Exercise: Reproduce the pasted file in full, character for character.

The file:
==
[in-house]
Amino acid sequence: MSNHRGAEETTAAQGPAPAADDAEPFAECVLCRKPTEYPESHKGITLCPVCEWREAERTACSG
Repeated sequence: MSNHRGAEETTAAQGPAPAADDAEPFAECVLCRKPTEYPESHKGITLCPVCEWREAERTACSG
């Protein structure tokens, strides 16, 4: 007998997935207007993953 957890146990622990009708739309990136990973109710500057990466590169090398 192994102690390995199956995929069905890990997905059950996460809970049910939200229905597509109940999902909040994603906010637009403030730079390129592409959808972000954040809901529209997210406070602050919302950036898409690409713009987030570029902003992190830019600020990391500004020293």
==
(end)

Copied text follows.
[in-house]
Amino acid sequence: MSNHRGAEETTAAQGPAPAADDAEPFAECVLCRKPTEYPESHKGITLCPVCEWREAERTACSG
Repeated sequence: MSNHRGAEETTAAQGPAPAADDAEPFAECVLCRKPTEYPESHKGITLCPVCEWREAERTACSG
């Protein structure tokens, strides 16, 4: 007998997935207007993953 957890146990622990009708739309990136990973109710500057990466590169090398 192994102690390995199956995929069905890990997905059950996460809970049910939200229905597509109940999902909040994603906010637009403030730079390129592409959808972000954040809901529209997210406070602050919302950036898409690409713009987030570029902003992190830019600020990391500004020293």